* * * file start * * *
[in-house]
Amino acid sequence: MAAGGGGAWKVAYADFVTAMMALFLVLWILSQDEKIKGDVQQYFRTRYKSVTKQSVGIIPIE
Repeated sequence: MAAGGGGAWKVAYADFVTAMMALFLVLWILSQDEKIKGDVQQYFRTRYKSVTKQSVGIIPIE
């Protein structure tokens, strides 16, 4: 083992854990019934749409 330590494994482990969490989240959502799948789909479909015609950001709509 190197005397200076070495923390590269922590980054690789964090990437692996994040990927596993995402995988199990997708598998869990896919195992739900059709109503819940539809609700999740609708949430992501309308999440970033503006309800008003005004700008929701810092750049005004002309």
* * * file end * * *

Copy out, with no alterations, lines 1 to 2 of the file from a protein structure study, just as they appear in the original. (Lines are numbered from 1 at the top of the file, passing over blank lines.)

[in-house]
Amino acid sequence: MAAGGGGAWKVAYADFVTAMMALFLVLWILSQDEKIKGDVQQYFRTRYKSVTKQSVGIIPIE